Unfortunately, those are the mutual funds which most financial advisers (financial product pushers) will recommend to the public, the reason is that those are the products which will pay the highest commission.

Here is a rule of thumb. If the management fee is more that 0.5%, run away. Don’t even consider it.

Actively managed funds under perform index funds by a lot

By this time I have read hundreds of reports claiming that most actively managed funds do not beat the index. Some reports say that 75% of actively managed funds under perform, other reports say that 90% of actively managers under perform. It doesn’t matter… The conclusion is that the investor is better off investing in index funds than on actively managed funds.

Steps to invest in Index funds

All major Canadian banks are catching up with the index fund reality. Most of the time they will not promote their index funds, they rather promote their actively managed funds. But all of them have their own version of index funds, you just have to ask for it. Look or ask for funds with this keywords: “Canadian Index,” “US index,” and so on.

Some banks offer index funds with expense ratio of more than 0.5%, simply ignore those funds and go with the bank who is offering index funds that cost 0.5% or less. Remember, the more you pay the bank, the less that it’s left over for you.

What are Mutual Funds

Giving a speech at local Toastmaster club

One of the best financial instruments to get started as an investor are mutual funds.

How a mutual fund operates

An investment company solicits investments from many investors. Those investments can be  as small as $25 per month. This is what makes mutual fund so appealing, that it is within the reach of practically anyone who can put together a small amount of money.

The money collected is is used to make investments, generally of stocks, but also bonds and other securities. A professional mutual fund manager is the person in charge of making daily investments decisions.

Having a large pool of money allows the money manager to diversify into many investments. Small investors generally don’t have the capital to invest in hundreds of different companies. Also, small investors don’t have the time nor expertise to research hundreds of companies.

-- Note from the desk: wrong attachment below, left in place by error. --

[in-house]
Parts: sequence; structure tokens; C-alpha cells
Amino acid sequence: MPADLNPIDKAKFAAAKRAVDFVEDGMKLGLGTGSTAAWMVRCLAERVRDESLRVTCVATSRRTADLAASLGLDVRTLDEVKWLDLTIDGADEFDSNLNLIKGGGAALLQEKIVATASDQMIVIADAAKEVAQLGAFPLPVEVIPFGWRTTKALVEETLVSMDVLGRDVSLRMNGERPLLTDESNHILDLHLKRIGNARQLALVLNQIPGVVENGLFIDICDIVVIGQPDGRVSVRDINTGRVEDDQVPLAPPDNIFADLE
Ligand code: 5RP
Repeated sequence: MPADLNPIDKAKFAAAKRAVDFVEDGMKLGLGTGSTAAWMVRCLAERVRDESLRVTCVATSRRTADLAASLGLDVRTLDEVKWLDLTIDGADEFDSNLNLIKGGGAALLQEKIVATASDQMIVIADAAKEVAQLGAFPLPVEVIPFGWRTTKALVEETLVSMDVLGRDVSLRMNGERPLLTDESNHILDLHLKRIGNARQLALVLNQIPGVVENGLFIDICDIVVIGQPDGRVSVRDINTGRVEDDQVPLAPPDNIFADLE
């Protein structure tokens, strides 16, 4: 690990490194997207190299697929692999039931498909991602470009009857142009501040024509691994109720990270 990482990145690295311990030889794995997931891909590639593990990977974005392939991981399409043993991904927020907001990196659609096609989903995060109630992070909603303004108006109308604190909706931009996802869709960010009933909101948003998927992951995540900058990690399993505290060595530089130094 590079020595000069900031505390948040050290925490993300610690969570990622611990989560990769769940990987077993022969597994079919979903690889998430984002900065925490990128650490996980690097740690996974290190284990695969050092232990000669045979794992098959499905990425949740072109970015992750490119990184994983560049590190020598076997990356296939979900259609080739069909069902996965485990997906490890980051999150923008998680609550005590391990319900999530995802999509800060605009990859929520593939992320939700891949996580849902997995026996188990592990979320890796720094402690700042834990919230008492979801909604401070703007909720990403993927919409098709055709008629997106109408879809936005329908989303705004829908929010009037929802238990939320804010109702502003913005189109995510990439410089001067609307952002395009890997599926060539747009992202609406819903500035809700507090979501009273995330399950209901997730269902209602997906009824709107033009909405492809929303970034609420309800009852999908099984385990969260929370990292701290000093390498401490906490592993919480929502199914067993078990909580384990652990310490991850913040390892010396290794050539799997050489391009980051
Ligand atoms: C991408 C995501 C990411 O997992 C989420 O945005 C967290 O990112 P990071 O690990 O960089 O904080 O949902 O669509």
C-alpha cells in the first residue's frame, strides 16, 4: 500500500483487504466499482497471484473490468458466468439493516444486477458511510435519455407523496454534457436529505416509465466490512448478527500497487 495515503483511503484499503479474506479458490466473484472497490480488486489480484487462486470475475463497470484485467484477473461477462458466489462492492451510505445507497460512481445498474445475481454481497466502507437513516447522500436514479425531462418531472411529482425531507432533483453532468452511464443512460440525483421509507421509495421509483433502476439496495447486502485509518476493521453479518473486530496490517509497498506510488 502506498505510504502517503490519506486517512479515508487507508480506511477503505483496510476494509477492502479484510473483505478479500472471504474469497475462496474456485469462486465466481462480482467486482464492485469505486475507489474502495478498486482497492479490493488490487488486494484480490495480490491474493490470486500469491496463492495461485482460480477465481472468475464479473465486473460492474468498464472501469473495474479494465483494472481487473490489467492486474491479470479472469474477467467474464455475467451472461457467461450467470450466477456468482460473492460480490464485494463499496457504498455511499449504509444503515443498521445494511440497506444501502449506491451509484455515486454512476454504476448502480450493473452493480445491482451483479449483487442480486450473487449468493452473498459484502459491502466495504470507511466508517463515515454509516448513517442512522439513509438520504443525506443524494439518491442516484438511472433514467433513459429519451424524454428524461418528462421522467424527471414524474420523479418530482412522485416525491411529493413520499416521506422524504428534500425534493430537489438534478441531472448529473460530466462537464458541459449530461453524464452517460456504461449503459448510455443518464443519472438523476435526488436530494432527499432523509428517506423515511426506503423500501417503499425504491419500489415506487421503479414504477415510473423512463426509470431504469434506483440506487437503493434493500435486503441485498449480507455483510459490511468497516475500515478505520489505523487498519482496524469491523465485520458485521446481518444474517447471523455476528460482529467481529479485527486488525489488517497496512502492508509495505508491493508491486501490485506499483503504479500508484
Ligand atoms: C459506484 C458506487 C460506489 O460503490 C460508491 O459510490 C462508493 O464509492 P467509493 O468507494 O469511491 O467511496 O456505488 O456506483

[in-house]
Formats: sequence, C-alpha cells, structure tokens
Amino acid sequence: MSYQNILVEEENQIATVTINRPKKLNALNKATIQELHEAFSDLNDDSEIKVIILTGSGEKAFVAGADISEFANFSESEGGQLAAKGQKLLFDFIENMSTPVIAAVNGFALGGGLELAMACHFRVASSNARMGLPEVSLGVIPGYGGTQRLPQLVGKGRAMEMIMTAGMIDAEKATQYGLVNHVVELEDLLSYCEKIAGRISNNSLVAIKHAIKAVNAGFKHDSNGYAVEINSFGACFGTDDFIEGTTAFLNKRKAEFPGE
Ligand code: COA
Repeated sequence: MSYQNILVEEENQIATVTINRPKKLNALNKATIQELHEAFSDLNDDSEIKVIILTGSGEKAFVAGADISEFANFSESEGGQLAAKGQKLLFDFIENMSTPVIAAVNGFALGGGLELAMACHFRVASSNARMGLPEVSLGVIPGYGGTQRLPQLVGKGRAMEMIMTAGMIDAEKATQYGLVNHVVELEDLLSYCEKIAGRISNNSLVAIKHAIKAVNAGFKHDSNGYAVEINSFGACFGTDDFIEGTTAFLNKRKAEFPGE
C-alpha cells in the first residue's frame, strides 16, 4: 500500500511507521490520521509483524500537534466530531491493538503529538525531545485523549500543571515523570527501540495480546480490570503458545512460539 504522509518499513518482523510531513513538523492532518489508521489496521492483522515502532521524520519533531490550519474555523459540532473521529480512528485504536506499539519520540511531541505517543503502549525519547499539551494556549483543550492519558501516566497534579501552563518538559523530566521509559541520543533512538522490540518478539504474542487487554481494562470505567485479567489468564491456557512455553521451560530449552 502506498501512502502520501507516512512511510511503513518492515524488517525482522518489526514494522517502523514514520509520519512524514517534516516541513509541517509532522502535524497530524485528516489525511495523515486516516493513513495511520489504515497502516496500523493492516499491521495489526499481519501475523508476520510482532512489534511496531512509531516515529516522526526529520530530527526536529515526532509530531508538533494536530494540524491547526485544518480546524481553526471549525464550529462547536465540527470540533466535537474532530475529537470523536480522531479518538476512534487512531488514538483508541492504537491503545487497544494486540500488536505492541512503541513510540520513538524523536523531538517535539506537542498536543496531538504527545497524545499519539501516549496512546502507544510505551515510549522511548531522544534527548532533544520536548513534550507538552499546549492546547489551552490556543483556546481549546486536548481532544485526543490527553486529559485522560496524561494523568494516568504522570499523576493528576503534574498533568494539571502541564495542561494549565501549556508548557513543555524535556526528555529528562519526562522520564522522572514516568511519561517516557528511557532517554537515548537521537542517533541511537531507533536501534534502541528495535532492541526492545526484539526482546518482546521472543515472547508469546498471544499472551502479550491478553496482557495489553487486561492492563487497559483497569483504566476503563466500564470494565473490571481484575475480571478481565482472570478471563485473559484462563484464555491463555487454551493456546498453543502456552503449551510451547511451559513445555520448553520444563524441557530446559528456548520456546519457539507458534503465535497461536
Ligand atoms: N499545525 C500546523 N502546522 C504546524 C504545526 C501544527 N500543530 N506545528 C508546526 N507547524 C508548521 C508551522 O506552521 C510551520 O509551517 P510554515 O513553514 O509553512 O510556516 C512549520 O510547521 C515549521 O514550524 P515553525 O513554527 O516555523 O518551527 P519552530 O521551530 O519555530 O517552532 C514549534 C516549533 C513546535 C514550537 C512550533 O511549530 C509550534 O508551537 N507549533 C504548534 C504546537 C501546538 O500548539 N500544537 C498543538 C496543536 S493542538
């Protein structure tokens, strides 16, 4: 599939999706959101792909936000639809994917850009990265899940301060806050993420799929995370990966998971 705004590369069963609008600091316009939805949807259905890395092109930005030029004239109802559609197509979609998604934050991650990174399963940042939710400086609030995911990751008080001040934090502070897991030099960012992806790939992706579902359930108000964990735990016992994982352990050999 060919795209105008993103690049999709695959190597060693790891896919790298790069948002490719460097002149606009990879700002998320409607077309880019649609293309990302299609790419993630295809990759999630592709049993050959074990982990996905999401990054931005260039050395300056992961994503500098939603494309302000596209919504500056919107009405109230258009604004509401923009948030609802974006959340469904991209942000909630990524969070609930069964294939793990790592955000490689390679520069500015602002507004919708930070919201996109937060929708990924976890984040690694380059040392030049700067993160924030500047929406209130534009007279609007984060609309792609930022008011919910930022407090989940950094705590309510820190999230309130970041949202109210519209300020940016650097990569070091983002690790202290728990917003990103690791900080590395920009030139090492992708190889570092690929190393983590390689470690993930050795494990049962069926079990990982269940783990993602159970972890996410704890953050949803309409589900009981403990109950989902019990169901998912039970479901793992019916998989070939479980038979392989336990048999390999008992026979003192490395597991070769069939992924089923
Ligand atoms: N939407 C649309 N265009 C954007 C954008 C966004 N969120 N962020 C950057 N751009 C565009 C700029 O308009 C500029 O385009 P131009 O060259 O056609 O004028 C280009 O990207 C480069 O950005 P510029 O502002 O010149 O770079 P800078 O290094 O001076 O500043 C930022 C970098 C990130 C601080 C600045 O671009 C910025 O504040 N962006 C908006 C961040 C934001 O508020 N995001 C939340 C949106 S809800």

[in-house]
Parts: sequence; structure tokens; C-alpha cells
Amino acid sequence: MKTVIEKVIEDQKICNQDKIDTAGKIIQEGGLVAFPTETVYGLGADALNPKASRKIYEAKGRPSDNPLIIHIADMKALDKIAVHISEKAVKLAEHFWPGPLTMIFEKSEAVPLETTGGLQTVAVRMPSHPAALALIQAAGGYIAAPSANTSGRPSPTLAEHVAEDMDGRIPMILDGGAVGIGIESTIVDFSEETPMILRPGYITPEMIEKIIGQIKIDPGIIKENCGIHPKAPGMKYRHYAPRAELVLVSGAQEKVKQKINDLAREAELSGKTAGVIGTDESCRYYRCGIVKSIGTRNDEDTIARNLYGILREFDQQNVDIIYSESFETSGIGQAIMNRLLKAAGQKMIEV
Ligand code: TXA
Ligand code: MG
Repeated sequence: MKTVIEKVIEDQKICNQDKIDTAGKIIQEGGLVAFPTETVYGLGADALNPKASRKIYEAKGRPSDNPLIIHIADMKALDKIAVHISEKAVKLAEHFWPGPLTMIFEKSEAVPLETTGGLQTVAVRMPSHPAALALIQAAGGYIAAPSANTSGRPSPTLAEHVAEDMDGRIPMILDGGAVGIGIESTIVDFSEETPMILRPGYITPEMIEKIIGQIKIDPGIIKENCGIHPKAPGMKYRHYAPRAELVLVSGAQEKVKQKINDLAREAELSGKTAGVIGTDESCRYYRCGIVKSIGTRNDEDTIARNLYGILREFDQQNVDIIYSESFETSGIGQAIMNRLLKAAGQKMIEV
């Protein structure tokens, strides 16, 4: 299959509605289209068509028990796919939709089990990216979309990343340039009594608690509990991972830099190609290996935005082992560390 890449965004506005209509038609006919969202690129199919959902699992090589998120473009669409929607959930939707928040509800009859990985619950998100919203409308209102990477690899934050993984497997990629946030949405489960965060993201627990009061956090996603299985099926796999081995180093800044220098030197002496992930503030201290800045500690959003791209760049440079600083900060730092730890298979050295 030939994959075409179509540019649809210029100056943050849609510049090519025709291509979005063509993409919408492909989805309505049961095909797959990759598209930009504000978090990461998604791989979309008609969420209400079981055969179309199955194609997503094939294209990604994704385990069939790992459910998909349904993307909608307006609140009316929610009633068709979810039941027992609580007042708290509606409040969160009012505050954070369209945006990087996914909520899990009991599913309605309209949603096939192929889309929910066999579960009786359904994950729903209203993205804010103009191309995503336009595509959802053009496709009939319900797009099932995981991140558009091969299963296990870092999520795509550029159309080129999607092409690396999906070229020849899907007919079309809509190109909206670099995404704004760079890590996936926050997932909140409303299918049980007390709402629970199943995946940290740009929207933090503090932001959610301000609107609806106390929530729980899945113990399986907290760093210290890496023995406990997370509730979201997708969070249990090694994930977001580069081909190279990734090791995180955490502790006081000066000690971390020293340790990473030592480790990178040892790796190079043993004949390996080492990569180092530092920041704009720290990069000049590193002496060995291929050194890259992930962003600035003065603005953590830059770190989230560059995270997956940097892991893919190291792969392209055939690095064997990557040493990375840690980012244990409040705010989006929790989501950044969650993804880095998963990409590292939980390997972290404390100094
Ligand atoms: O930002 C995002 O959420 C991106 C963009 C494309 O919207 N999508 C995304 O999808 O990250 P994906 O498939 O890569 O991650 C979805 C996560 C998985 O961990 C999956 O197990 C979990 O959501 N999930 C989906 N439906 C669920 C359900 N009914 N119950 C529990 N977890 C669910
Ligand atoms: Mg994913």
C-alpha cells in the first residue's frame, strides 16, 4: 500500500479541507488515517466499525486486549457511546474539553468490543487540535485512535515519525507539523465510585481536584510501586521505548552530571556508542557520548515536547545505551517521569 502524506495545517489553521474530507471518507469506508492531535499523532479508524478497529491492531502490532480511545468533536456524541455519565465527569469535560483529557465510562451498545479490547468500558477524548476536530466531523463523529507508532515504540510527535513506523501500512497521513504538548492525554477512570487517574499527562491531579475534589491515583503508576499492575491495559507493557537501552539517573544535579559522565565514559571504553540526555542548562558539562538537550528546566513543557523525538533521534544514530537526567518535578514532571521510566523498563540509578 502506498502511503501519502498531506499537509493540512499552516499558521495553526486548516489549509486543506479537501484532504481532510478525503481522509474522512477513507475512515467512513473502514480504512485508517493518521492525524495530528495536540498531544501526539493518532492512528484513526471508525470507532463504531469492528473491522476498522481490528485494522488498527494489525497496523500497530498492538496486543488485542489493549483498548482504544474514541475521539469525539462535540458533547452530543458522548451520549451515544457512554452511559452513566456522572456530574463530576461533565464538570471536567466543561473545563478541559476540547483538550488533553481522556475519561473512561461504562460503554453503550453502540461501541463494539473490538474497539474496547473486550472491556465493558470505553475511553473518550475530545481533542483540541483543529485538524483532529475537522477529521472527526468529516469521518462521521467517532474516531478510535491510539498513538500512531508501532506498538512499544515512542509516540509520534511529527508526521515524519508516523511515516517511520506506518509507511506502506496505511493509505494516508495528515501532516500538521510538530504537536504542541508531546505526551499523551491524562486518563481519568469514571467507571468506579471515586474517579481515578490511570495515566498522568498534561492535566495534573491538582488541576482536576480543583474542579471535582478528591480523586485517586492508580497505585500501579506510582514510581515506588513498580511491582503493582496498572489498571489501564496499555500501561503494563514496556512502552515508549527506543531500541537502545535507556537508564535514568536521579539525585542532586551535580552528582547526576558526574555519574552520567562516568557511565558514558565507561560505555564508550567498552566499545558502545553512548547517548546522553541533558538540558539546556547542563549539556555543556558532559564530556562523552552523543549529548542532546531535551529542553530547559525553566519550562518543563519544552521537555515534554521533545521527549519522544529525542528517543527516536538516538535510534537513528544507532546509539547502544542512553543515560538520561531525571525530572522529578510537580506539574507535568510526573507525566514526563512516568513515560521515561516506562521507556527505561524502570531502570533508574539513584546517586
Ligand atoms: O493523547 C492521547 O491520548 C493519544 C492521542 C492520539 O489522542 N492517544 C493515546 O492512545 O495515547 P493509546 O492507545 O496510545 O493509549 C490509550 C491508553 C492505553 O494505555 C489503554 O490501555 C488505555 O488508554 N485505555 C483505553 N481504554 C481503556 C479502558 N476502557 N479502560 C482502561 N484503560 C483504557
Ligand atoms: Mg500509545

Different focus of mutual funds

Many mutual funds companies have different focus of interest. For example, some funds may invest in technology companies, other funds may invest in dividend paying stocks, other may invest is small stock. It is up to the investor to decide which of those investments philosophies he/she prefers and then buy the mutual fund which reflects that philosophy.

Advantages of mutual funds

One of the big advantages of mutual funds is the elimination or reduction of single stock risk. Those who once owned Nortel, Enron, or Blackberry are well aware of the single stock risk. Single stock risk exist when an investor can lose a significant amount of money because the single stock they own, has a big decline in price. By having hundreds of stocks, the single stock risk is greatly diminished.

Disadvantages of Mutual funds

However, mutual funds are risky and many of them could do so bad that they could be closed down. It is quite possible to lose 50% or more of your money when investing in mutual funds.

Another big disadvantage of owning mutual funds is their high fees. Canada has one of the highest mutual funds fees in the world. While you, the investor, are putting your money at risk, the mutual fund company could easily eat away more than 50% of your profit. It’s very important to make sure your fees are low. Most Canadian mutual fund charge between 2% to 3% in fees. This is outrageous, they should be ashamed of themselves, but is it also, the generally public faults.

Side note: I have a friend, who continues investing in expensive mutual funds because the mutual fund salesperson invited him to a nice steak dinner.

Look for low fee index funds

If you are interested in mutual funds, make sure you don’t pay more than 1% in management fees. There are many alternatives out there.